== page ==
Today’s guest poster, Heather, was my best friend in elementary school. We played schoolhouse in her basement, traded best friend necklaces, and shared lots of fourth-grader-style secrets. We sadly lost touch for quite a few years when she moved away to Arizona. Thanks to Facebook, we reconnected last year, and I couldn’t be happier that we did!
Heather is a Librarian with two great loves in life: traveling and young adult fantasy novels. Visit her book review blog at http://ivorytowerlibrary.blogspot.com/.
Living in Japan for two years gave me some of the most extraordinary travel experiences of my life; especially since it allowed me the opportunity to venture out with more leisure and make the most of all the holidays, festivals and scenery without having to pick and choose a season or local.
When to go: Unless you don’t mind melting in the summer heat of Tokyo, I highly recommend visiting the main island of Honshu in the spring when the sakura, or cherry blossoms, are in bloom. The Japanese have a great deal of admiration for the short life of a single blossom as they regard impermanence as beauty. There are many flower viewing (hanami) events held all throughout this season where vendors set up and sell sakura flavored ice cream, mochi, and candy.
Another excellent time to visit Japan is in the fall, when all the maple leaves have turned a brilliant, fiery red. Choose your destination carefully, however, as the Japanese love to travel to all the same touristy spots as the foreigners. Kyomizudera, a Buddhist temple in Kyoto, is especially notorious for drawing crowds that completely clog the streets.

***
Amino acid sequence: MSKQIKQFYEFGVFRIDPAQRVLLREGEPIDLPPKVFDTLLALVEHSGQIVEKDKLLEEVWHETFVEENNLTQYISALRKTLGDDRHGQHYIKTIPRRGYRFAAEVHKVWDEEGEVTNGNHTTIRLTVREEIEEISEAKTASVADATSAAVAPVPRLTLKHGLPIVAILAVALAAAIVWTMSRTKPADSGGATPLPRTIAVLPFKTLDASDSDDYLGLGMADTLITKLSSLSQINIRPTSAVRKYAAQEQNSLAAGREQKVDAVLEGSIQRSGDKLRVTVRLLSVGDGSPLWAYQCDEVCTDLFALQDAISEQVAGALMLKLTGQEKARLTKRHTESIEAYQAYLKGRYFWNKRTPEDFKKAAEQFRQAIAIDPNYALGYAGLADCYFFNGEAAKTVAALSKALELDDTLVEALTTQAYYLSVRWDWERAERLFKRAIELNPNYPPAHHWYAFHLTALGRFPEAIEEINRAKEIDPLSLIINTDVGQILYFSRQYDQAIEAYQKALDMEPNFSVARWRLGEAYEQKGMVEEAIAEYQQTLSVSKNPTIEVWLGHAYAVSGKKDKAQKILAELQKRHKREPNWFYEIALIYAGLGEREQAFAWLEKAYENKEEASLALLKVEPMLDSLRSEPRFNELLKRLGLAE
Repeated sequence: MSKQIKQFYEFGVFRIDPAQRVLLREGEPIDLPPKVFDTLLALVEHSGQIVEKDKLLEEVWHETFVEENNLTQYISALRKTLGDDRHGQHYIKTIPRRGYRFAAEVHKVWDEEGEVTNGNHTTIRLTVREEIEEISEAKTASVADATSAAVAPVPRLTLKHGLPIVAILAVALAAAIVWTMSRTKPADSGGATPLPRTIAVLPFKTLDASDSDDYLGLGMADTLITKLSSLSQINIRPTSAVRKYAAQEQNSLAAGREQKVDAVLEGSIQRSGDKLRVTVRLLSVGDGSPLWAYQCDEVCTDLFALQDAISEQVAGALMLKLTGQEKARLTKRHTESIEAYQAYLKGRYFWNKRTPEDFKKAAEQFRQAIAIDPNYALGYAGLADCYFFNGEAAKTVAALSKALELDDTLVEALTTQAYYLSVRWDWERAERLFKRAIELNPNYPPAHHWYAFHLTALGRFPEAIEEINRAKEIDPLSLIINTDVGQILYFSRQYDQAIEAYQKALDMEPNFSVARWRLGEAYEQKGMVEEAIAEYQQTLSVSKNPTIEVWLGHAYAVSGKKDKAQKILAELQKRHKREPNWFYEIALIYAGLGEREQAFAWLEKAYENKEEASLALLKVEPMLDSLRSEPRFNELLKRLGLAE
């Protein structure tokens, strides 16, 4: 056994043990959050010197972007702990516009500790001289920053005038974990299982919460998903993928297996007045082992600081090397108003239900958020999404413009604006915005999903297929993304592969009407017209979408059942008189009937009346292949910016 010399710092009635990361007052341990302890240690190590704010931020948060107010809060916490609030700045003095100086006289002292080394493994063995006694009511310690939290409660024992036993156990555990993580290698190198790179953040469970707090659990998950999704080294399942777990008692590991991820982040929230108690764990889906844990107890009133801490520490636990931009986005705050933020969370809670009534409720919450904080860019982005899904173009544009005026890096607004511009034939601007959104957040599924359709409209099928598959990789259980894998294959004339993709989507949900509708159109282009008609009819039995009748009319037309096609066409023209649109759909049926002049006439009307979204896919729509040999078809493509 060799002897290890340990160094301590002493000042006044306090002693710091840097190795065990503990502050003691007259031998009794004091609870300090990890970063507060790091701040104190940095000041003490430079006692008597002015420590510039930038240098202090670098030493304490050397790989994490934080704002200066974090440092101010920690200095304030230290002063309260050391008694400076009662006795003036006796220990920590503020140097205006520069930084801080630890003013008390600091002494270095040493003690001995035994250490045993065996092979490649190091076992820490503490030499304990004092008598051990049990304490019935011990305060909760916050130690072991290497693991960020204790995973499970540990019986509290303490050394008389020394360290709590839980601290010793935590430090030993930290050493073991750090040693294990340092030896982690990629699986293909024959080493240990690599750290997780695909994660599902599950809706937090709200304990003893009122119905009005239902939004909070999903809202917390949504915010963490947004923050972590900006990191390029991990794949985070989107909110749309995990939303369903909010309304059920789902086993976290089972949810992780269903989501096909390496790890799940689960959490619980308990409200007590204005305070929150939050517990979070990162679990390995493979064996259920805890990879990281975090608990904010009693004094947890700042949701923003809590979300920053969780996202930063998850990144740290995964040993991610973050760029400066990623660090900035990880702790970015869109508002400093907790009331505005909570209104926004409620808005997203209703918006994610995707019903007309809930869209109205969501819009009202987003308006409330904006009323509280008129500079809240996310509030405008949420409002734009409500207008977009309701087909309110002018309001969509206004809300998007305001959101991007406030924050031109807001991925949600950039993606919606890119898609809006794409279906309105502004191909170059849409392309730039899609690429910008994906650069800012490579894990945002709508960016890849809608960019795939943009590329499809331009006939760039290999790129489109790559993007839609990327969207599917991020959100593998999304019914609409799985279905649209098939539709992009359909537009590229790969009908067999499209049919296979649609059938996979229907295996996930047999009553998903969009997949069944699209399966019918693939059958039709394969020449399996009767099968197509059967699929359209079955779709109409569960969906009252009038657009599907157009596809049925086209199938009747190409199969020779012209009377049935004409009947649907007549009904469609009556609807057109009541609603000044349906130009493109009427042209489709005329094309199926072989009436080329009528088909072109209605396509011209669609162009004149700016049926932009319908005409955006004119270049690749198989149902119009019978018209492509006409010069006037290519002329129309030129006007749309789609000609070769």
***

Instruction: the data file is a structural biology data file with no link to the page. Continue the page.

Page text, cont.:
Things to do: There are so many things to see and do on a trip to Japan that I can’t possibly mention them all. There are a few things, however, that can be seen whether you’ve chosen to spend your time in a bustling metropolis like Tokyo or in a remote village. Shrines and temples, for example, can be found all over cities and mountains alike.
Japanese castles are another fun attraction that, due to Japan’s history as a feudal society, seem to pop up in almost every major city.
If you find yourself in Tokyo, you could even see the Imperial Palace where the Emperor and his family are still in residence.
Because most people who visit Japan choose to spend a majority of their time in Tokyo and Kyoto, there’s a pretty good chance that you’ll be taking the shinkansen, or bullet train at some point. If you do travel between these two cities by shinkansen, be sure to look out your window for one of the best views of Mt. Fuji in the country.
Off the Beaten Path: In addition to all the usual touristy stuff such as throwing coins into shrines and eating poisoned fugu (blowfish), there are many serenely quiet, beautiful places that you can visit in Japan.
One such place is the Nakasendo, an ancient highway that connected the cities of Kyoto and Edo. There are many strips of the highway that remain completely intact between some of the post towns that still exist today.
Travelers can hike these sections of the highway that wind through bamboo forests, past waterfalls, and through small villages. Walking on a road that has remained largely unchanged over time is a remarkable journey through Japan’s past. Matsuo Basho, a famous poet who once walked the Nakasendo, perhaps best expressed the feelings this road invokes. “Days and months are travelers of eternity. So are the years that pass by . . . I myself have been tempted for a long time by the cloud-moving wind—filled with a strong desire to wander.”